They worked with RHoK at the Melbourne 2013 WInter Hackathon to develop the initial Open Food Network application, which connected willing buyers and sellers of local, organic food in urban centres. 

Startout

Who: Startout

When: June 2014

Where: Melbourne

Website: http://startout.org/

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StartOut is a non-profit that promotes equality and combats discrimination in the business world through economic empowerment. It's dedicated to creating great business leaders by fostering LGBT entrepreneurship. They work with their community to foster business success, pride, personal empowerment, and a shared purpose to give back and inspire the next generation of LGBT entrepreneurs. StartOut produces over 60 events nationwide to a growing network of 12,000+ entrepreneurs, technologists, investors and service providers.

At the 2014 Melbourne Winter Hackathon, they worked with RHoK to develop an app for mentoring LGBT teens in remote rural areas. The idea behind the app was to allow older LGBT individuals connect with younger ones in order to support them in areas where there is still discrimination and intolerance. 

Resilience

Who: Resilience

When: Dec 2013

Where: Melbourne

Website: https://itunes.apple.com/au/app/resilience/id697385090

Resilience is a simple mobile application for community members to report, find and resolve non-life-threatening issues following a natural disaster. It was developed at the 2013 Summer Hackathon by a team of volunteers in response to the devastating bushfires of that year. The idea behind it is that community members can share small things that are deemed non-essential by disaster aid organizations, but which still make a difference to people int the wake of a disaster.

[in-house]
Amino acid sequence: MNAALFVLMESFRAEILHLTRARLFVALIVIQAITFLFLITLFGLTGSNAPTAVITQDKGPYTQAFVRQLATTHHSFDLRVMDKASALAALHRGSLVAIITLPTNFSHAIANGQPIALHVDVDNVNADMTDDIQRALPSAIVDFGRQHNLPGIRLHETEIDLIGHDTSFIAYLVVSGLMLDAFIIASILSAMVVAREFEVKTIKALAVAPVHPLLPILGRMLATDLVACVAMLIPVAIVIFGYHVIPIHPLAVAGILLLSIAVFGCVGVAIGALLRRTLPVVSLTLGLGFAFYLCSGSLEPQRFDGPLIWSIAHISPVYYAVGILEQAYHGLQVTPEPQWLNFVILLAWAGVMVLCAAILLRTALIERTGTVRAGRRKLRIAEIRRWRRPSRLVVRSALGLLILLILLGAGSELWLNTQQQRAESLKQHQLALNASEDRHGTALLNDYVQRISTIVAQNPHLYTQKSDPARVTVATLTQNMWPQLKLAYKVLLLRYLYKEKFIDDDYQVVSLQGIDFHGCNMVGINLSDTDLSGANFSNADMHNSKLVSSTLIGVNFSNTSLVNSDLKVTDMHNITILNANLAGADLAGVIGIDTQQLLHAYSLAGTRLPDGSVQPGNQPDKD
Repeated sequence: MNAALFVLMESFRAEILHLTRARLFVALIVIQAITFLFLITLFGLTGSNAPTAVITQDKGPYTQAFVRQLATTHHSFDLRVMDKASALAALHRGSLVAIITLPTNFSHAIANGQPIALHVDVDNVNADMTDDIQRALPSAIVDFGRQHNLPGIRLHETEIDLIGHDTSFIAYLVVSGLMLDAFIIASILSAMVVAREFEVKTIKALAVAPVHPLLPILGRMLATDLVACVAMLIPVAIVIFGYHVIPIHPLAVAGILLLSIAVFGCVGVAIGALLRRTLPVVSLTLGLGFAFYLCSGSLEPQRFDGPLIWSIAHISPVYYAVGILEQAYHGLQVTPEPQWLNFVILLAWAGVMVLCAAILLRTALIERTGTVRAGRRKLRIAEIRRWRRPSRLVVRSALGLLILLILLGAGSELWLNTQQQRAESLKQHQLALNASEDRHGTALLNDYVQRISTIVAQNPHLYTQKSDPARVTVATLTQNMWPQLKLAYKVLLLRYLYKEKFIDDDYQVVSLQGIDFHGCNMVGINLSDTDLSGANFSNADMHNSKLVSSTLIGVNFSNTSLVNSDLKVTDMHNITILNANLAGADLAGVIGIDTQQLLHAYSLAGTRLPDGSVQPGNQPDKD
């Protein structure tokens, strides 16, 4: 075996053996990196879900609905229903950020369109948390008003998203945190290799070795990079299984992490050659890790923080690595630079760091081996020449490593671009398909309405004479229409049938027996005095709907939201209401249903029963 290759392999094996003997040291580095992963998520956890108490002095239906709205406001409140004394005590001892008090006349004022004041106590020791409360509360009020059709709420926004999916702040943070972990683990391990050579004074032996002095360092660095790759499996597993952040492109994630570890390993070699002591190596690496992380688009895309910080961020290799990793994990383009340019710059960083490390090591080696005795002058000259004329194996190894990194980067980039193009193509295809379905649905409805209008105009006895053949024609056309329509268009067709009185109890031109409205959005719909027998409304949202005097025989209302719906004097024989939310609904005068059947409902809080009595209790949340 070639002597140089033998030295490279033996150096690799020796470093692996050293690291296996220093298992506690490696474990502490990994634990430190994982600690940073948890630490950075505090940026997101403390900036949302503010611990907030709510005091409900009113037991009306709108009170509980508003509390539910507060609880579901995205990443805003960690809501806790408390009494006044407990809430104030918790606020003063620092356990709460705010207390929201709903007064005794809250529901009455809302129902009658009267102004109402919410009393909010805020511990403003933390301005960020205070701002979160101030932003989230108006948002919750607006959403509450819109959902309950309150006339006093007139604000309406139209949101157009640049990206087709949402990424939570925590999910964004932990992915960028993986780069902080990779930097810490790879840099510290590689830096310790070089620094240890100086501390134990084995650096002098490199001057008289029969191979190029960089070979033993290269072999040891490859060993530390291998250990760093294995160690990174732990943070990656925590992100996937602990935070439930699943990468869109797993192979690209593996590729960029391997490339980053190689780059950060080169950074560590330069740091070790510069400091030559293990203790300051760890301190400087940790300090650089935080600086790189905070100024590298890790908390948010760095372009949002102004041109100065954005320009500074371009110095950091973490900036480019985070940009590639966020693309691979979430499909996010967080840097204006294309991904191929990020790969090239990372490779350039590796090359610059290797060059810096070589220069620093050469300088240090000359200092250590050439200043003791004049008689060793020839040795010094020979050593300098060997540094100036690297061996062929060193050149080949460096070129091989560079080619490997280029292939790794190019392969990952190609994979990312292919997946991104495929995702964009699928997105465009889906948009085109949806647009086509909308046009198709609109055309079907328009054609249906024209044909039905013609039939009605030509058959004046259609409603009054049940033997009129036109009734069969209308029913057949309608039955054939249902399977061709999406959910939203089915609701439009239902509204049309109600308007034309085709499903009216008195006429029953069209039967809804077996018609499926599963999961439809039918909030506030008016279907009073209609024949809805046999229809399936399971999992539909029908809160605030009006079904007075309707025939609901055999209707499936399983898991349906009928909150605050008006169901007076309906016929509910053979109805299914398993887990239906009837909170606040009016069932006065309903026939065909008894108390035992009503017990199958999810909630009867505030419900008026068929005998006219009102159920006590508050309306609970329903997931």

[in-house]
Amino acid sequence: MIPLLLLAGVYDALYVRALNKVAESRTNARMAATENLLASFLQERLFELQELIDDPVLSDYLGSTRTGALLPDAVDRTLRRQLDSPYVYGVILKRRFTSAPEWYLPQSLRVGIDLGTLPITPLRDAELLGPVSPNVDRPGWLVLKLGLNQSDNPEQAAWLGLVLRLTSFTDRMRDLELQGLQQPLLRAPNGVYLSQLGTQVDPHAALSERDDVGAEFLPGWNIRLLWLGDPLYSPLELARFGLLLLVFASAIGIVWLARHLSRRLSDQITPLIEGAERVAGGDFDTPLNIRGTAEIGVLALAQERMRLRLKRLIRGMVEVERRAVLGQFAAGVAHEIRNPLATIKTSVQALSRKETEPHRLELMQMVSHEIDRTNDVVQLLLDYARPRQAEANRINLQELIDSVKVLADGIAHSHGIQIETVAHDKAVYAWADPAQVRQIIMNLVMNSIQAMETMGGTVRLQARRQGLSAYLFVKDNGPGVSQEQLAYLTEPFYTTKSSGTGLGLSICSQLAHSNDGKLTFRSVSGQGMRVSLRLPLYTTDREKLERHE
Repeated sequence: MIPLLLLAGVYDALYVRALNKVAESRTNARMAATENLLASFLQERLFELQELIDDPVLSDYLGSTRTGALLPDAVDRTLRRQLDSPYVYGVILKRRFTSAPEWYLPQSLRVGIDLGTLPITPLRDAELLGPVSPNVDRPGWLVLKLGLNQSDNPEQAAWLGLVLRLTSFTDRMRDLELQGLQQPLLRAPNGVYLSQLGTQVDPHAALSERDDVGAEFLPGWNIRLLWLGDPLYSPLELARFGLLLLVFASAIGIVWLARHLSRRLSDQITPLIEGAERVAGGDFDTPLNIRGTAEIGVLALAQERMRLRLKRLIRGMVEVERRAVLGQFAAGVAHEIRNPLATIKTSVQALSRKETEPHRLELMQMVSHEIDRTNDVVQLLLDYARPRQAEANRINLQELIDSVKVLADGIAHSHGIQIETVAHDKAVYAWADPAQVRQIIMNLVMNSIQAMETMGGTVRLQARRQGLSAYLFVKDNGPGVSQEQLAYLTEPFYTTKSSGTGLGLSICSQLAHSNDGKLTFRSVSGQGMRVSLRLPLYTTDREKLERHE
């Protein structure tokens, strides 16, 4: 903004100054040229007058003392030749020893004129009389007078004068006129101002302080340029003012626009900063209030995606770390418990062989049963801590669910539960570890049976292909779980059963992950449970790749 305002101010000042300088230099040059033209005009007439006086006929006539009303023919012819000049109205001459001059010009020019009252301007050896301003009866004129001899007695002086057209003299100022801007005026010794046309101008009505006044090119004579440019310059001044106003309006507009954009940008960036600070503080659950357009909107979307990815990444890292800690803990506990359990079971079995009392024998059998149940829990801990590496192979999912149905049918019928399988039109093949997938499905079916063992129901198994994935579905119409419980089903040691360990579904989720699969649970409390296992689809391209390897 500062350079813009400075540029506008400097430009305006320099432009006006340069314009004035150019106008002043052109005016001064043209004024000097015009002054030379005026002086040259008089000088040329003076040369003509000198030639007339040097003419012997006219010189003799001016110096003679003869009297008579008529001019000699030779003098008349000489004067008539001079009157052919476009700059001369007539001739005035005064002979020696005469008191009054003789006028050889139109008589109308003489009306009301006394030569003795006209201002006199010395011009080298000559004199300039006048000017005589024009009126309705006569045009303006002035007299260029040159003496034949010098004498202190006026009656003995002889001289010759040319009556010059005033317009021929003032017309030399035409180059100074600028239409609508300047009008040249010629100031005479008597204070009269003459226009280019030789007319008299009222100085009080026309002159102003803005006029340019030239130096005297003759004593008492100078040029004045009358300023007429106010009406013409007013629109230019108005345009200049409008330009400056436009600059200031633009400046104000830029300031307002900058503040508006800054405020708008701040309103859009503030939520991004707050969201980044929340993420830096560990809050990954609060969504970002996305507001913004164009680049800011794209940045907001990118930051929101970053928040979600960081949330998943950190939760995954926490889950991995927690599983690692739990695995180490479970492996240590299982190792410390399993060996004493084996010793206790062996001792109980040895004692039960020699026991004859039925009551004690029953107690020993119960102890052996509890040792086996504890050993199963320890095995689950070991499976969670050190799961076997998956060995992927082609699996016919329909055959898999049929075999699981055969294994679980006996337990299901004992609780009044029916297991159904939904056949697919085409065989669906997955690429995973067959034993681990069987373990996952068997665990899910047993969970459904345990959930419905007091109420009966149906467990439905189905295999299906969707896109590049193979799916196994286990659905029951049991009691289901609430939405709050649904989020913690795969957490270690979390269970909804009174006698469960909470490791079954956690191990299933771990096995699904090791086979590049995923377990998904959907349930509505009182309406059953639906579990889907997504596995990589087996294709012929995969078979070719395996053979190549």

The app was released on the app store and is available for any community to download and use following a disaster. 

 

The People’s Solar

Who: The People's Solar

When: June 2014

Where: Melbourne

Website: https://www.thepeoplessolar.com

The People’s Solar is a platform for delivering community-owned solar power. They are passionate about delivering social impact and positive outcomes for communities, with a focus on solar projects that address social inequality by creating opportunity, and that address food security concerns through capacity building. They love the local, clean energy economy, and want you to be part of it.

At the 2014 Melbourne Winter Hackathon they worked with RHoK to develop a prototype iPad application that could be used in schools and community centres to demonstrate energy savings from solar panels. The app was designed to be user friendly for kids aged 5 and above, and to help them understand how solar energy helped make the planet a better place. 

Thin Green Line

Who: The Thin Green Line

When: December 2014

Where: Melbourne

Website: http://www.thingreenline.org.au

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The Thin Green Line Foundation is the world’s only charity solely dedicated to protecting endangered species and threatened ecosystems by supporting park rangers. They provide park rangers with essential anti-poaching equipment and training to assist them in patrolling on the front-line of conservation. They also provide financial support to the widows and orphans of park rangers killed in the line of duty. Their support is focused on rangers in developing regions, conflict zones and indigenous rangers in Australia and abroad.